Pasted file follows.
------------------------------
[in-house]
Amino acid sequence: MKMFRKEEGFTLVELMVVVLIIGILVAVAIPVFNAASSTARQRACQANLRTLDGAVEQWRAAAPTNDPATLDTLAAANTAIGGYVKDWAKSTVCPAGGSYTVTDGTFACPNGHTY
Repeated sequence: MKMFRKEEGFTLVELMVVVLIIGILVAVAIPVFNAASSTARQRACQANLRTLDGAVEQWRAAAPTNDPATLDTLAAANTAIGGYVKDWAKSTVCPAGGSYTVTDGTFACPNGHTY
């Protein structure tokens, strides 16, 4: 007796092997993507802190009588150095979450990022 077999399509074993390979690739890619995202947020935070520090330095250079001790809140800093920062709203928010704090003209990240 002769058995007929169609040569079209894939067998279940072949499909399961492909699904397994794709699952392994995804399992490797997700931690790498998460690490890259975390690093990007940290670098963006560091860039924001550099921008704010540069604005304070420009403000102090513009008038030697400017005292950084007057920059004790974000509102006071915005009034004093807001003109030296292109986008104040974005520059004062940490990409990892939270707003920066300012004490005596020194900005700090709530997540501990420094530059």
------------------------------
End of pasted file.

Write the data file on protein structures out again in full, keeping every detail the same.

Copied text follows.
[in-house]
Amino acid sequence: MKMFRKEEGFTLVELMVVVLIIGILVAVAIPVFNAASSTARQRACQANLRTLDGAVEQWRAAAPTNDPATLDTLAAANTAIGGYVKDWAKSTVCPAGGSYTVTDGTFACPNGHTY
Repeated sequence: MKMFRKEEGFTLVELMVVVLIIGILVAVAIPVFNAASSTARQRACQANLRTLDGAVEQWRAAAPTNDPATLDTLAAANTAIGGYVKDWAKSTVCPAGGSYTVTDGTFACPNGHTY
């Protein structure tokens, strides 16, 4: 007796092997993507802190009588150095979450990022 077999399509074993390979690739890619995202947020935070520090330095250079001790809140800093920062709203928010704090003209990240 002769058995007929169609040569079209894939067998279940072949499909399961492909699904397994794709699952392994995804399992490797997700931690790498998460690490890259975390690093990007940290670098963006560091860039924001550099921008704010540069604005304070420009403000102090513009008038030697400017005292950084007057920059004790974000509102006071915005009034004093807001003109030296292109986008104040974005520059004062940490990409990892939270707003920066300012004490005596020194900005700090709530997540501990420094530059």